More than half of Irish people can't tell the difference between real and fake news 5 months ago

More than half of Irish people can't tell the difference between real and fake news

Two fifths of people surveyed stopped using a social media platform due to an abundance of fake news.

More than half of Irish people say that they struggle to tell the difference between real news and fake news.


The statistic was published in Deloitte Ireland's latest Digital Consumer Trends report.

The report is based on an annual survey of 1,000 people in Ireland aged between 18 and 75, which asks them about their attitudes towards technology and how they use it.

87% of people have access to at least one connected device, with 94% of those people owning a smartphone.

29% of all respondents look at their phone more than 50 times every day, with 12% looking more than 100 times a day.


This number greatly increases in the 18-24 age category, with 37% of people in this age group looking more than 50 times a day, and 21% checking more than 100 times.

76% of respondents said they used social media and instant messaging apps on a daily basis across all devices.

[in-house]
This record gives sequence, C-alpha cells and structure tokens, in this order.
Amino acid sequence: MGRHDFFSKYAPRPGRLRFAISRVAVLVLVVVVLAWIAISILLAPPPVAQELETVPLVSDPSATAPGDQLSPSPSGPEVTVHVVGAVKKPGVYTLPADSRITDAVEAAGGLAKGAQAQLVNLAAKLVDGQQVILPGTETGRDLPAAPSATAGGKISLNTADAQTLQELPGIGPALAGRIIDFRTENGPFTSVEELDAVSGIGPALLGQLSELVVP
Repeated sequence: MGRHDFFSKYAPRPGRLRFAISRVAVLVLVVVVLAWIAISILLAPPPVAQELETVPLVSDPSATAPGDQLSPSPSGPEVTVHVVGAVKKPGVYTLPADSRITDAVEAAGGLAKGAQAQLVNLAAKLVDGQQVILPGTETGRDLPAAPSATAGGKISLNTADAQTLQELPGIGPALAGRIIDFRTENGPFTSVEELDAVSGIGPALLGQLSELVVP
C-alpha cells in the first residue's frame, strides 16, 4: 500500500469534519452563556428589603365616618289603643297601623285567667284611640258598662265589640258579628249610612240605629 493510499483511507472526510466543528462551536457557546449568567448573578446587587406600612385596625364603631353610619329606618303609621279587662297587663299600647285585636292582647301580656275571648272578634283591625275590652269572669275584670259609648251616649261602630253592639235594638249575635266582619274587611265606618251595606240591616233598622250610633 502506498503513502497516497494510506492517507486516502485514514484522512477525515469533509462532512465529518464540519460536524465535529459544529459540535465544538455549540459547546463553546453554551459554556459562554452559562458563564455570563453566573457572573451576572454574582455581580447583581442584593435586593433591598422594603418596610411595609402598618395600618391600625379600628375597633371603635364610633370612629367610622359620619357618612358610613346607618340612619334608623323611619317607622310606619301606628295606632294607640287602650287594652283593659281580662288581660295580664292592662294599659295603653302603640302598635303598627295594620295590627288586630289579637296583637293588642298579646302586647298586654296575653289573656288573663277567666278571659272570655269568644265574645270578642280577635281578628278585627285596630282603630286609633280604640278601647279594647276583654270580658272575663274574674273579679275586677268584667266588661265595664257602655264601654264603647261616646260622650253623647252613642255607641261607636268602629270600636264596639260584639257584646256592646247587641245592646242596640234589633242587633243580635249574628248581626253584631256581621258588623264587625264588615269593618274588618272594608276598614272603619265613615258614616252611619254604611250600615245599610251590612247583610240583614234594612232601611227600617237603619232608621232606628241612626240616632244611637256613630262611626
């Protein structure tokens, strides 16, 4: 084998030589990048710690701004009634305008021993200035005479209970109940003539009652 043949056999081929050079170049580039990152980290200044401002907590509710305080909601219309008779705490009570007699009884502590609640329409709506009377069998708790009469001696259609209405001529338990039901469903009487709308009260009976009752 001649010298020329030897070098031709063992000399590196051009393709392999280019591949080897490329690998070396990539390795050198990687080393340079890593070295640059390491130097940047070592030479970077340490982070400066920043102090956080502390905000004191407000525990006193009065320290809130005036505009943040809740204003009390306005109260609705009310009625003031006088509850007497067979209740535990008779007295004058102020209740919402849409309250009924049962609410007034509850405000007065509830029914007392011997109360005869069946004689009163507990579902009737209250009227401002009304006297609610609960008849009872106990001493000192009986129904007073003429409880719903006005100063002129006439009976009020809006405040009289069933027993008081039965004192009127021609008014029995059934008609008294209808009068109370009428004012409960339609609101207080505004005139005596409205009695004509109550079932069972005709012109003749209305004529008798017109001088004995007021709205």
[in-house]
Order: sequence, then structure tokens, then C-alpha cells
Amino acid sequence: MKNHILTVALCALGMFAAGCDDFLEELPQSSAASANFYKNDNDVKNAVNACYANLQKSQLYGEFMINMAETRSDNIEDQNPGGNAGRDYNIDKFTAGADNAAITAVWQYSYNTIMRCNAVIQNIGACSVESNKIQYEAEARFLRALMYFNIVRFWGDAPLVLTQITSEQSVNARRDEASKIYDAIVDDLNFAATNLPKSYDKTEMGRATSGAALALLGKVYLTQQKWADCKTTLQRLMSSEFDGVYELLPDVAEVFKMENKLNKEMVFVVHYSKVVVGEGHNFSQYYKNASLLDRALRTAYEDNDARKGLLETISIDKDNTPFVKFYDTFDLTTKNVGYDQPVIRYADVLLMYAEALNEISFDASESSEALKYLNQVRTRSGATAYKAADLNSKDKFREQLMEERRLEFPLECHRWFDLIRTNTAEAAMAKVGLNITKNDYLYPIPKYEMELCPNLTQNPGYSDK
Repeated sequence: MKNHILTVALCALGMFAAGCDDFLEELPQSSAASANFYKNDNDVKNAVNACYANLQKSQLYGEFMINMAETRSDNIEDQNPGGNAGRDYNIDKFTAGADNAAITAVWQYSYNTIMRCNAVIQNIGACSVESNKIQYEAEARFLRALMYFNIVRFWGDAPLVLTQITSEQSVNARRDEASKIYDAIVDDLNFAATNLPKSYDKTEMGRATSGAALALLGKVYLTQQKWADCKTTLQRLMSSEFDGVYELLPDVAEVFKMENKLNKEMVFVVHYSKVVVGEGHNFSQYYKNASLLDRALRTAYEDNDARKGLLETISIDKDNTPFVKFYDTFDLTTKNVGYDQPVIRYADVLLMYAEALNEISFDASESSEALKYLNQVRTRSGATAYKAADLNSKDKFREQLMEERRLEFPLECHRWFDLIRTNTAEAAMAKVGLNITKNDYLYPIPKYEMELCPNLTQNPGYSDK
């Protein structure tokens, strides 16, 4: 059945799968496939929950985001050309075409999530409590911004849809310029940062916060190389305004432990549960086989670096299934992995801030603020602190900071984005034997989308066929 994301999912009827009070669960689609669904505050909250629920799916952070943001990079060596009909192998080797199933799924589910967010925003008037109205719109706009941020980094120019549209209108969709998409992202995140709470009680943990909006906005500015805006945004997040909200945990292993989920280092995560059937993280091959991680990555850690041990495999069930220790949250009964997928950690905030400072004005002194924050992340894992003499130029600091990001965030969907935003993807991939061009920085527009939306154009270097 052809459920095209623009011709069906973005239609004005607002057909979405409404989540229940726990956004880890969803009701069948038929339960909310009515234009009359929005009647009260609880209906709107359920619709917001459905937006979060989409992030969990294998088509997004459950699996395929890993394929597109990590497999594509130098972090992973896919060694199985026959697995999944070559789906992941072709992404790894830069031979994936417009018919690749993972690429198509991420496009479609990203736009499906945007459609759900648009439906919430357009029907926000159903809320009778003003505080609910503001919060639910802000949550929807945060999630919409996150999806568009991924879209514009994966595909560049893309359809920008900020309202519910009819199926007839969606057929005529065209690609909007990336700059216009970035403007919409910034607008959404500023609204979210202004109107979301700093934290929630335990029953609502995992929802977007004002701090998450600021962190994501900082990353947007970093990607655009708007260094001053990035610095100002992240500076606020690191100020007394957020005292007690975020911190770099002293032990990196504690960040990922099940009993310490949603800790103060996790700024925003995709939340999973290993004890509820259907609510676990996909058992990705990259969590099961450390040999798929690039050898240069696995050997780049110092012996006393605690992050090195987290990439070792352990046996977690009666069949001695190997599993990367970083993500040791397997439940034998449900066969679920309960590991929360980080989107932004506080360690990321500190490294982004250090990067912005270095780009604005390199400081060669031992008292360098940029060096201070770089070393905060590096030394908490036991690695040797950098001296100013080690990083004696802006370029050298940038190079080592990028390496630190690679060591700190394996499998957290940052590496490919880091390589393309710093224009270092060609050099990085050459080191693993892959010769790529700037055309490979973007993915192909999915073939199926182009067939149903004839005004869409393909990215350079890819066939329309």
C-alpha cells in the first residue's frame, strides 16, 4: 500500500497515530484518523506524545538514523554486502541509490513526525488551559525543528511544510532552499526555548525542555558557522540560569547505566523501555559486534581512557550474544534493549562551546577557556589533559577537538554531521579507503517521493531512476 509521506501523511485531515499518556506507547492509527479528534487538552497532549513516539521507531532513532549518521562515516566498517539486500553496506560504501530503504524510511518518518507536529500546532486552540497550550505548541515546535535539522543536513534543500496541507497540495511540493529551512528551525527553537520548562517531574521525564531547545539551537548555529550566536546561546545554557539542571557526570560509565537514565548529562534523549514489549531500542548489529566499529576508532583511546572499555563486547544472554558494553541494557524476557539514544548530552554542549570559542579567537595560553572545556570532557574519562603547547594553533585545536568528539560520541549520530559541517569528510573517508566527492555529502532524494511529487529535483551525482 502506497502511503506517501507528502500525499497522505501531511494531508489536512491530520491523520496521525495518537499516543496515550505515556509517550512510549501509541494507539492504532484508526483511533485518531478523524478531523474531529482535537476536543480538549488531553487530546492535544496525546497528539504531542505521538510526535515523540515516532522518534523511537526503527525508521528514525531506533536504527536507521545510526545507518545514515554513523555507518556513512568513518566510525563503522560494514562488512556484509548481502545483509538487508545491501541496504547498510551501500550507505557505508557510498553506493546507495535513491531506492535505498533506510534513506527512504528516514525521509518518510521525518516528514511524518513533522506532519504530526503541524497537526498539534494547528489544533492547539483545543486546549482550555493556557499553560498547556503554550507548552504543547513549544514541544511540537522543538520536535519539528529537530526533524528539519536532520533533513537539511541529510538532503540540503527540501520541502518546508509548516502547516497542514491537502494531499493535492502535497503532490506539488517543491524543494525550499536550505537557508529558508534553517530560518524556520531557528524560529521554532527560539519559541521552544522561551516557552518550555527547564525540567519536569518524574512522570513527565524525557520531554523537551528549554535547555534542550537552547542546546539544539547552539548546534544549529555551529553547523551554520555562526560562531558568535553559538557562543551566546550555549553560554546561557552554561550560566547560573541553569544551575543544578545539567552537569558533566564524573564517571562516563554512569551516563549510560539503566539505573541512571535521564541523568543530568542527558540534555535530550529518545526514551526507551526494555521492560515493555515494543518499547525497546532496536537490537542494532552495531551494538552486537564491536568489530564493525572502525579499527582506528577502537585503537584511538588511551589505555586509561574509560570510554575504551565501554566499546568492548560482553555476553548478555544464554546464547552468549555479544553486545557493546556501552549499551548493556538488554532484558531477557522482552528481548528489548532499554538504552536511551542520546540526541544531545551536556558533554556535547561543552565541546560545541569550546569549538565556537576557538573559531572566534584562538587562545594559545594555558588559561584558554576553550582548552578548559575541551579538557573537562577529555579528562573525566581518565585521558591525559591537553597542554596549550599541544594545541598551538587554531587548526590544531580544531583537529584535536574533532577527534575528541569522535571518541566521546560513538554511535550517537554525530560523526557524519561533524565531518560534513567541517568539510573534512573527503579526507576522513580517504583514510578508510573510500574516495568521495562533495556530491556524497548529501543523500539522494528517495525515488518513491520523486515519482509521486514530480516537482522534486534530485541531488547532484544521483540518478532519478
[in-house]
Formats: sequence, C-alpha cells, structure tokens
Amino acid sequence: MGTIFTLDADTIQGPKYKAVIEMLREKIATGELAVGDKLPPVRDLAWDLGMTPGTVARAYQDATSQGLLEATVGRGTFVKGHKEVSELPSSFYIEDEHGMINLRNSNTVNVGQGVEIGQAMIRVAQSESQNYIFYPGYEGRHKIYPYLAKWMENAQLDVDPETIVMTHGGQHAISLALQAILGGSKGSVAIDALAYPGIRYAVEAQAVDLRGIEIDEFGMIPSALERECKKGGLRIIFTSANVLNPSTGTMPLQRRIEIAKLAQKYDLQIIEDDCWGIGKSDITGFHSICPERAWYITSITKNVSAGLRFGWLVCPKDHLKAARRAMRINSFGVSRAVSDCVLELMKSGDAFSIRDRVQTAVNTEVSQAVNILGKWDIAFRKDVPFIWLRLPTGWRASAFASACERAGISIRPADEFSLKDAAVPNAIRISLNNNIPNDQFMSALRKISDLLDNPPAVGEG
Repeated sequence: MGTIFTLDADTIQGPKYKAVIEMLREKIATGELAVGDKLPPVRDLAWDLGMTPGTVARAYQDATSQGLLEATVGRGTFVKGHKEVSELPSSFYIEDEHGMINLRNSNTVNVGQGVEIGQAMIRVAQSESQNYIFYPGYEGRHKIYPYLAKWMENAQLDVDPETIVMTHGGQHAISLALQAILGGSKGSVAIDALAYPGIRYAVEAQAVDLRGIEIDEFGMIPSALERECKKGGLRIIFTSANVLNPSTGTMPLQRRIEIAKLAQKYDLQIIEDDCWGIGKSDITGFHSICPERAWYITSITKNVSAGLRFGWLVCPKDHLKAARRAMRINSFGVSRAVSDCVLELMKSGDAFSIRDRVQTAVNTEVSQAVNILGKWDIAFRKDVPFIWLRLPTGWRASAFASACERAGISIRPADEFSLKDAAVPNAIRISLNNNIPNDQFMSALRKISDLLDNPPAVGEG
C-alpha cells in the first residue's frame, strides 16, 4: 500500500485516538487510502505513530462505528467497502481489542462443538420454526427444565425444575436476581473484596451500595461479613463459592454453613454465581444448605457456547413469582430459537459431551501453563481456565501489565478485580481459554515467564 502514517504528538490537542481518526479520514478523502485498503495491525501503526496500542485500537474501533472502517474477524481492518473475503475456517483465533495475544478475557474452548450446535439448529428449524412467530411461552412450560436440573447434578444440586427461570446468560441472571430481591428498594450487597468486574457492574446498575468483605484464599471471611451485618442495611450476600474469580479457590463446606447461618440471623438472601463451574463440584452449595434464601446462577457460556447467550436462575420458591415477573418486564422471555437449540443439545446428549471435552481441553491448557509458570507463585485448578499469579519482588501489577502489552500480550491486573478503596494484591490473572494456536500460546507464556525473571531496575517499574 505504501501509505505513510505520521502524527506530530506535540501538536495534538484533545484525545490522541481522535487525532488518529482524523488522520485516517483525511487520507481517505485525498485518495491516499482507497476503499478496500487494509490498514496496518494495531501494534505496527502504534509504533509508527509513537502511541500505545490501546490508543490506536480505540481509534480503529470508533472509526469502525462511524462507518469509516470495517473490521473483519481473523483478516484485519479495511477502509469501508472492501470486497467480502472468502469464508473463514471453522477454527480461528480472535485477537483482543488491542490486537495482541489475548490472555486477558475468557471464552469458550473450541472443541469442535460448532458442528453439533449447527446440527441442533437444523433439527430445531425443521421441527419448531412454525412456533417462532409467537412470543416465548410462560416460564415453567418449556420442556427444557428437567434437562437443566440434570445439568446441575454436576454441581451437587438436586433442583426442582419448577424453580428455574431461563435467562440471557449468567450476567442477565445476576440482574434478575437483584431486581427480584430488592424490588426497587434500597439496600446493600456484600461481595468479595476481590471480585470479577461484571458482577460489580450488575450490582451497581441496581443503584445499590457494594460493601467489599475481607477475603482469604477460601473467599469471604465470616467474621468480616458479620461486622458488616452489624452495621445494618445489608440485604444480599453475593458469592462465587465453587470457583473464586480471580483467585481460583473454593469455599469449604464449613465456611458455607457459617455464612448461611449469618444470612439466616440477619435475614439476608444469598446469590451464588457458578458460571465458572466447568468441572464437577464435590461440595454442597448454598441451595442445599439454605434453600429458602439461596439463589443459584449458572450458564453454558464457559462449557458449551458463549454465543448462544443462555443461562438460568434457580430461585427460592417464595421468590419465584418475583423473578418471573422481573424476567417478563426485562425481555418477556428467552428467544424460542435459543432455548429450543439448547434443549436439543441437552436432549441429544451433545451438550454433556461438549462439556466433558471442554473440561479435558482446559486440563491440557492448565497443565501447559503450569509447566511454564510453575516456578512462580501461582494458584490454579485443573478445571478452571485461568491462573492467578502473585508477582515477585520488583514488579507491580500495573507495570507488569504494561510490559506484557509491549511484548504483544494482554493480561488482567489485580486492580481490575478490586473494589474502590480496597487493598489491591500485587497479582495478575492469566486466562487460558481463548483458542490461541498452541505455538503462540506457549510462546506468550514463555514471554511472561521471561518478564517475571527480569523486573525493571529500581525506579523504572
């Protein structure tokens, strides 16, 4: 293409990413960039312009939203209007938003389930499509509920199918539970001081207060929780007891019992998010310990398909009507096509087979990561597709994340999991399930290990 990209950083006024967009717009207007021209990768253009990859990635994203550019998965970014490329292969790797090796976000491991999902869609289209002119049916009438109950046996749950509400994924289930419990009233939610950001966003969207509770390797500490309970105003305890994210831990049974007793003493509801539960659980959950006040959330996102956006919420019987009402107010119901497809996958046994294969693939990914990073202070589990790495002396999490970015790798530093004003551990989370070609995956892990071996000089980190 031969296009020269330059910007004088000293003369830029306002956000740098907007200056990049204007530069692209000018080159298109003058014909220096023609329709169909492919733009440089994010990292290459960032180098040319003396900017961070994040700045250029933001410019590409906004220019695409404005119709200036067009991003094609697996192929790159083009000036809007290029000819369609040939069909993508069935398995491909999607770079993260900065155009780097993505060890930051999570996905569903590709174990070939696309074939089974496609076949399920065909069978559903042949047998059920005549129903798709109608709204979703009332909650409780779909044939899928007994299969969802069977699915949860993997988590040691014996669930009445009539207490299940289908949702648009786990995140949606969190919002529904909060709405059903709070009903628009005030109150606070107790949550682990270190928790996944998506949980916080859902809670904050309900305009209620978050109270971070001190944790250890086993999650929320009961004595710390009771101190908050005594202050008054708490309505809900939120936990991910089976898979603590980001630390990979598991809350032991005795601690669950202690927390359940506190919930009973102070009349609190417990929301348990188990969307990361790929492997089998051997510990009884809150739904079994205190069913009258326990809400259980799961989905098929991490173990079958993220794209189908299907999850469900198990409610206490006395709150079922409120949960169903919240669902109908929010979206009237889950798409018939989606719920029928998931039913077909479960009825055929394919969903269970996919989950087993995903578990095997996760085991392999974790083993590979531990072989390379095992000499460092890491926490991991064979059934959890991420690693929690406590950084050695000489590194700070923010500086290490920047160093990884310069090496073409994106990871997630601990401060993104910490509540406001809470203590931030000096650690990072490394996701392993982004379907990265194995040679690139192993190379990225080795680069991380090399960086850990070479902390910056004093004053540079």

However, over two-fifths of people in Ireland said they had stopped using at least one social media platform, either temporarily or permanently, in the last year.

The top reasons cited were boredom with content, an abundance of fake news, and content being too negative.


5% of those who left social media said that they were harassed or bullied on the platforms.

85% of respondents said that fake news is a major problem today, with 74% of those saying they rely on multiple sources to get a full picture with news and information.

65% of people felt that news from traditional providers was reliable, compared to just 16% of people who can trust news from social media platforms.

"With a massive 85% of all respondents believing that fake news is a major problem – and 57% feeling that it is difficult to tell the difference between fake news and real news – the recent announcement that a new Media Commission is to be established and a national Online Safety Commissioner appointed, is very timely,” said Daryl Hanberry, Partner and Head of the Technology, Media and Telecommunications Industry Group at Deloitte.